It's been a sometimes magical and many times saddening last 15 months of anniversaries during which we have all -- or at least many of us -- have played the game of where were you when.
April 1968 when Martin was shot?
May of '68 when Bobby was?
December of the same year when men circled the moon for the first time?
Each for me, an etched memory.
...in I Corps in Viet Nam covering that war when King was assassinated.
...on the flight deck of the USS Enterprise in the Tonkin Gulf when word reached that Robert Kennedy had been killed too and knew the story we had just shot was pointless.
... at Walter Cronkite's elbow in a freezing New York studio on that Christmas Eve in 1968 when Frank Bohrman read the bible to the world.
And so we come to one more that is magical in its remembering and saddening in the lost opportunity it represents and bittersweet in that it comes days after the passing of Walter Cronkite whose reporting of it remains iconic.
It is the week that started 40 years ago this past July 16 and ended 40 years ago (today) on July 20, 1969 when a man stepped onto the moon for the first time. How long had we looked up? And suddenly someone was there.
And my memory of the when and where of it? It is a mix of remembered emotion, Japanese noodle soup at 4am in Tokyo on what was their morning of July 21st.
I'd covered and helped produce coverage of the space program at CBS News from the very start in 1961 so on launch day July 16, 1969 I was back again on a press site, part of CBS's huge commitment to the event. Launch days were never not electric, but this one on that clear July morning was a match for them all. Out there three miles from the Cape Canaveral press site sat a 36-story rocket, on top of which sat Armstrong and Aldrin who would touch the moon first and second and Michael Collins who would look down from lunar orbit and forever more manfully deny the envy he had to feel when he stayed in lunar orbit and they did not.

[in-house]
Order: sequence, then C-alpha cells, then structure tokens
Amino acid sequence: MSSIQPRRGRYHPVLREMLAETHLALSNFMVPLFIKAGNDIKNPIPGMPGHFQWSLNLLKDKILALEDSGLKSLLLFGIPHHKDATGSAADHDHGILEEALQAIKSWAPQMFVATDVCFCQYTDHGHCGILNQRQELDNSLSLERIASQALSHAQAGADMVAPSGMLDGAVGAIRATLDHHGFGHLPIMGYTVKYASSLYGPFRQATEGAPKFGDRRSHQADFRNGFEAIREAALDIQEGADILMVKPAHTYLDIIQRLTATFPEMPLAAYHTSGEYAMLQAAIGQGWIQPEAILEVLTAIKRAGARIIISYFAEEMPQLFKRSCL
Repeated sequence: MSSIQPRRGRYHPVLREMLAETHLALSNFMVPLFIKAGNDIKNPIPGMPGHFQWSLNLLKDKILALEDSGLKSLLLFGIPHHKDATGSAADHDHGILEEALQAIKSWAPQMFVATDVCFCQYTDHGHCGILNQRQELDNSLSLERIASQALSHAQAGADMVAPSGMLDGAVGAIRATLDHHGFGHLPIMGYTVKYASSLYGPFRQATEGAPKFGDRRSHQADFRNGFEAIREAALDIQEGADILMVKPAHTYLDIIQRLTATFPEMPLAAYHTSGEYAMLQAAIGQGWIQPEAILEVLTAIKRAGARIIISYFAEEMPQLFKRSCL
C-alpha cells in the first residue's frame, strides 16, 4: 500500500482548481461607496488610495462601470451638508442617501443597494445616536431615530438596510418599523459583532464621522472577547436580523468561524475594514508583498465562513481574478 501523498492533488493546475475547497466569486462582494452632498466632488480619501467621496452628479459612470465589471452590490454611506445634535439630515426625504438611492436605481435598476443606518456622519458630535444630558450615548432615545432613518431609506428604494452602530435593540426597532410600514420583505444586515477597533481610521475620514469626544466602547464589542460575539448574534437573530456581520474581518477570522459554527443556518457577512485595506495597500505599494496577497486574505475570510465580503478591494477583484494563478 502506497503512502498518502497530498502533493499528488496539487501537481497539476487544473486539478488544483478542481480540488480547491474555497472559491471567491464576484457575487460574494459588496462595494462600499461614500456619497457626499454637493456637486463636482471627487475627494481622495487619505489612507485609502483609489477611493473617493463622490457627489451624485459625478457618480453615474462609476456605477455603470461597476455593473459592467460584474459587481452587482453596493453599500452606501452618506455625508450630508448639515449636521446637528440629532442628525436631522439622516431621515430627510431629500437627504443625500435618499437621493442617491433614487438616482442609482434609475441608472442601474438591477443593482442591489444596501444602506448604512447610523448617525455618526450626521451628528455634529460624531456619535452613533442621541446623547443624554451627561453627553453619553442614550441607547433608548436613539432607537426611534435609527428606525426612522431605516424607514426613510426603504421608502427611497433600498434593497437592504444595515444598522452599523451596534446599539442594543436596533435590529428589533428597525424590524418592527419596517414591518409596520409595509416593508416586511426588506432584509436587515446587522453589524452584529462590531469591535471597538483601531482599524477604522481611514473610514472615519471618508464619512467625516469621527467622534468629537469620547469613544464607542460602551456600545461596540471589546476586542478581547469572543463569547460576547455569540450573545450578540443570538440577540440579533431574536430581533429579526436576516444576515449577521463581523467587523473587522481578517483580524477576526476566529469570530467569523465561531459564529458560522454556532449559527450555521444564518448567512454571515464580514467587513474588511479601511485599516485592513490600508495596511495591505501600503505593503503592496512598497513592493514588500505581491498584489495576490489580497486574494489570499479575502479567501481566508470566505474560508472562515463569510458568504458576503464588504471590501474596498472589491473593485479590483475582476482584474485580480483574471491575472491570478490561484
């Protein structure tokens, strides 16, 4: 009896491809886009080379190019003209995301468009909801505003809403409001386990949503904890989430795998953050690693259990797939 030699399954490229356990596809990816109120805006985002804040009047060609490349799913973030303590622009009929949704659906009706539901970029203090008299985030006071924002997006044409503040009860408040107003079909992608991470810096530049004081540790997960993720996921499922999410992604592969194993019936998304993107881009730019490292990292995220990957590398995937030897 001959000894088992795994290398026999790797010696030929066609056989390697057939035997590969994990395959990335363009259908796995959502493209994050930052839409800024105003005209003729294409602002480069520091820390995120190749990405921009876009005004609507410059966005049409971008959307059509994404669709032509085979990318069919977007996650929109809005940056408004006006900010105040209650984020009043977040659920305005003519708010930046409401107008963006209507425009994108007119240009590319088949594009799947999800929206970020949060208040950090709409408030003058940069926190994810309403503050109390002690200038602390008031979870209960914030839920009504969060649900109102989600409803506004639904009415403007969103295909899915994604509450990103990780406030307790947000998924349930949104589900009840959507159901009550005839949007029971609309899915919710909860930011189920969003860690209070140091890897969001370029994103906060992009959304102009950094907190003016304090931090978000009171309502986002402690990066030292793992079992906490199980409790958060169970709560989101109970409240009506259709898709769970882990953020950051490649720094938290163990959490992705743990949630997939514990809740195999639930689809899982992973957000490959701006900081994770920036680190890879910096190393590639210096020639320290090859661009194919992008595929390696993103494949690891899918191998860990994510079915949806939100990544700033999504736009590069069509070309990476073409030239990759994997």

Depending on how you count generations, there are at least two living now who believe they understand a space launch because they've seen the Shuttle get up and go in its very wham, bam thank you ma'am departures from a Kennedy Center launch pad but they do not.
That lunar rocket was 36 stories of weight and mass and explosive fuel. When it lit, it quite literally had to gather itself to leave the pad and then it took fully ten seconds to clear the launch tower it sat next to.
What's next was all about Physics 101. Light travels faster than sound so you saw if first, rising silently and slowly off the pad and past its launch tower. Then you heard it as a deep rib-shaking bass thunder that you felt more than heard. Marry the impact of that sight and sound with the fact that two of three men on top of it all were going to attempt humanity's first landing on something other than the earth and there you have it.
Wow moment? Well, yes.
Two and some hours after the launch of Apollo 11 it was departure from earth's orbit for the moon and departure for the rest of us to cover history.